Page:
‘Let us take Carbery and grind its bones to make our bread,’ wrote Edith Somerville, my grandmother’s literary neighbour, to Martin Ross, her friend and collaborator. The administrative district of Carbery formed the location for the ‘Experiences of an Irish RM’ and many other works of Somerville and Ross. Drishane, Edith’s family home, was in Castle Townshend, a few miles along the coast. She rode with the West Carbery Hunt. The two places were fairly distant from each other for a there and back visit in a day, using horse transport. But Edith did go over to Castle Freke to paint. Years later John, the dashing tenth Lord Carbery, moored his yacht in the bay overlooked by Castle Townshend. One of Edith’s sisters, Hildegarde Somerville, was not perturbed by the distance or the darkness and went to a dance given by grandmother in 1905. In a letter, Edith describes how she,
arrived [back] from Castle Freke this morning at 6.30. She then went to bed ... She says it was an excellent dance. Crowds of surplus men, perfect floor, band, supper, champagne - Lady C had ordered an army of assistant hireling waiters from Cork, and every man of them arrived blind drunk and had to be put to bed instantly! However all went well. H’s young charges, from Edie Whitla to Loo Loo, got on first rate and had all the dancing they wanted, and H herself said that it was very good fun. There were some very wild Easterns there - Nevill Penrose heard a man say to the girl of his heart ‘Blasht yer soul, where were ye hiding that I couldn’t find ye!’ But all the decent people were there too; the incredibly kind Mrs Guinness had lent Bock a most lovely dress. Hand painted chiffon and silver spangles. H says it must have cost about 20 guineas.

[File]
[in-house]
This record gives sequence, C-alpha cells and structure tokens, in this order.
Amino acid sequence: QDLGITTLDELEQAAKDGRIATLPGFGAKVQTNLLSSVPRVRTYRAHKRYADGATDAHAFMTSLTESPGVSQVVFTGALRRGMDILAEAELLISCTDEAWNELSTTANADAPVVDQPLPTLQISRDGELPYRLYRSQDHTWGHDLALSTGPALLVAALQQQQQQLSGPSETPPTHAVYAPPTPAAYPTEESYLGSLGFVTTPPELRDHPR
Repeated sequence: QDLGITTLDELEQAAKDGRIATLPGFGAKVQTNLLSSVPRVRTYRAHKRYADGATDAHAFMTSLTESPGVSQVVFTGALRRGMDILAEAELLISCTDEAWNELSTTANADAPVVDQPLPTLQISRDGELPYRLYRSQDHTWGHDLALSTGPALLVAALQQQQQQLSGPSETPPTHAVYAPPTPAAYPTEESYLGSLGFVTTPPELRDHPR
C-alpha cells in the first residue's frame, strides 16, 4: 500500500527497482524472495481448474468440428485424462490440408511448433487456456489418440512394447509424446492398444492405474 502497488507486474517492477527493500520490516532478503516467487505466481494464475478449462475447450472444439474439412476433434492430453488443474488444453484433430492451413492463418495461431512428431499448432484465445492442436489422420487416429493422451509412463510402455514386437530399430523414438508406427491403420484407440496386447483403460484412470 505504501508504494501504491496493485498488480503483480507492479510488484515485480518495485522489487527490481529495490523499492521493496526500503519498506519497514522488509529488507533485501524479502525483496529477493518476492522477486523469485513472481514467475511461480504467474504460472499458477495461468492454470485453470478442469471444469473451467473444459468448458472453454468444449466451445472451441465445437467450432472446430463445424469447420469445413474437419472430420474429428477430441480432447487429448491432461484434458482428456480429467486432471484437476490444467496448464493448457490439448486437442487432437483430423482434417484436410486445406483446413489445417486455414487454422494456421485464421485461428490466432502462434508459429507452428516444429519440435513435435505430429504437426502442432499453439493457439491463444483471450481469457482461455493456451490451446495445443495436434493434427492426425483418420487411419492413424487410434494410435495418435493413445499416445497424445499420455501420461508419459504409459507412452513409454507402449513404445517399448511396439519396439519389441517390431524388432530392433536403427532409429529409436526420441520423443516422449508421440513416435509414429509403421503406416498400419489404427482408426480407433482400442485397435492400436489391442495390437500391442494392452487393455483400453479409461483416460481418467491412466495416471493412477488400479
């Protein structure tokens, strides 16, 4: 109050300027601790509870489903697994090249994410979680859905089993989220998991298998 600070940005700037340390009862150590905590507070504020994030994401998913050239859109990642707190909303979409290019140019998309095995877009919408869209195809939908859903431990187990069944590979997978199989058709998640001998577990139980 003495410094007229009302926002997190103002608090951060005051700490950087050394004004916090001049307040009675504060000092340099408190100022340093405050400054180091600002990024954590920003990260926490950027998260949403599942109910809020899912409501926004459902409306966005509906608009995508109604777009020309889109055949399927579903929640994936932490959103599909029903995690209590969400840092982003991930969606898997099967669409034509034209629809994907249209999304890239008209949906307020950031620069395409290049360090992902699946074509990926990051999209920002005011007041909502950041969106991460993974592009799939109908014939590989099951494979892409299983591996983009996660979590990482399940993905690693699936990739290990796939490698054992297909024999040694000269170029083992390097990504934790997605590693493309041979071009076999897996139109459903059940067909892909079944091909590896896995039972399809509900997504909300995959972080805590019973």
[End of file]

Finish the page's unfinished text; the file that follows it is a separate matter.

Mary’s journal, recently published for the first time, gives a remarkable further glimpse into those times when, despite many joys and consternations that seemed real enough to them, there was little inkling in the minds of most of these people that, within only a very few years most of Ireland would be independent of England; or that the estate of Castle Freke and the employment of the many people who worked there would so soon be a thing of the past.
Everything at that time really did still seem very secure. One visitor wrote in the guest book:
As long as yonder angry billows dash
With sullen fury on the iron shore,
As long as winter’s stormy torrents lash
These broken coasts with wild unceasing roar,
So long may these grey towers maintain their stand
Defying time unblemished by decay,
Pass on through centuries from hand to hand
And harbour peace for ever and a day.
Algy’s consumption finally overwhelmed him in 1898. He and Mary were staying in the Imperial Hotel in the Malvern Hills in England. They had travelled there by carriage, boat and train from Ireland in the belief that the climate of the Malverns might secure him a few more days or weeks of life. Their six year old son John (Jackie) became the new Lord Carbery. Their other son, Ralfe, was one year old. Mary was to be mistress of the castle and estate till John came of age.